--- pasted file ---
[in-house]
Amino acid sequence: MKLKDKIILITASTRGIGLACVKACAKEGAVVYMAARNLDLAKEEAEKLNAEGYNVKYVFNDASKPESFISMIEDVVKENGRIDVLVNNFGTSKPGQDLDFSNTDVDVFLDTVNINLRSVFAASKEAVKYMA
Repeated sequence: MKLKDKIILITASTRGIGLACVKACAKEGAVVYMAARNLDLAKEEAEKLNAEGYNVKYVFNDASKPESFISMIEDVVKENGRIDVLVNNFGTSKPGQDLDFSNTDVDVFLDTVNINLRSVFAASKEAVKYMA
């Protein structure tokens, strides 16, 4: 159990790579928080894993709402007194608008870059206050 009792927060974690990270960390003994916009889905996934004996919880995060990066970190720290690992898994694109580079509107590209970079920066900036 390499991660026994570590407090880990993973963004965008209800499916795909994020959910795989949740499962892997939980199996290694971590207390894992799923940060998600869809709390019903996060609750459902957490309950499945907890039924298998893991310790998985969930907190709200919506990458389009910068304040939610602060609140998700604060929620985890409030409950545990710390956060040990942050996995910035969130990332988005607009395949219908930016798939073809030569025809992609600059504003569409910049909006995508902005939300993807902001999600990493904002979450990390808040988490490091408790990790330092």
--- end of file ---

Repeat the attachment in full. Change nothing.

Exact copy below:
[in-house]
Amino acid sequence: MKLKDKIILITASTRGIGLACVKACAKEGAVVYMAARNLDLAKEEAEKLNAEGYNVKYVFNDASKPESFISMIEDVVKENGRIDVLVNNFGTSKPGQDLDFSNTDVDVFLDTVNINLRSVFAASKEAVKYMA
Repeated sequence: MKLKDKIILITASTRGIGLACVKACAKEGAVVYMAARNLDLAKEEAEKLNAEGYNVKYVFNDASKPESFISMIEDVVKENGRIDVLVNNFGTSKPGQDLDFSNTDVDVFLDTVNINLRSVFAASKEAVKYMA
């Protein structure tokens, strides 16, 4: 159990790579928080894993709402007194608008870059206050 009792927060974690990270960390003994916009889905996934004996919880995060990066970190720290690992898994694109580079509107590209970079920066900036 390499991660026994570590407090880990993973963004965008209800499916795909994020959910795989949740499962892997939980199996290694971590207390894992799923940060998600869809709390019903996060609750459902957490309950499945907890039924298998893991310790998985969930907190709200919506990458389009910068304040939610602060609140998700604060929620985890409030409950545990710390956060040990942050996995910035969130990332988005607009395949219908930016798939073809030569025809992609600059504003569409910049909006995508902005939300993807902001999600990493904002979450990390808040988490490091408790990790330092």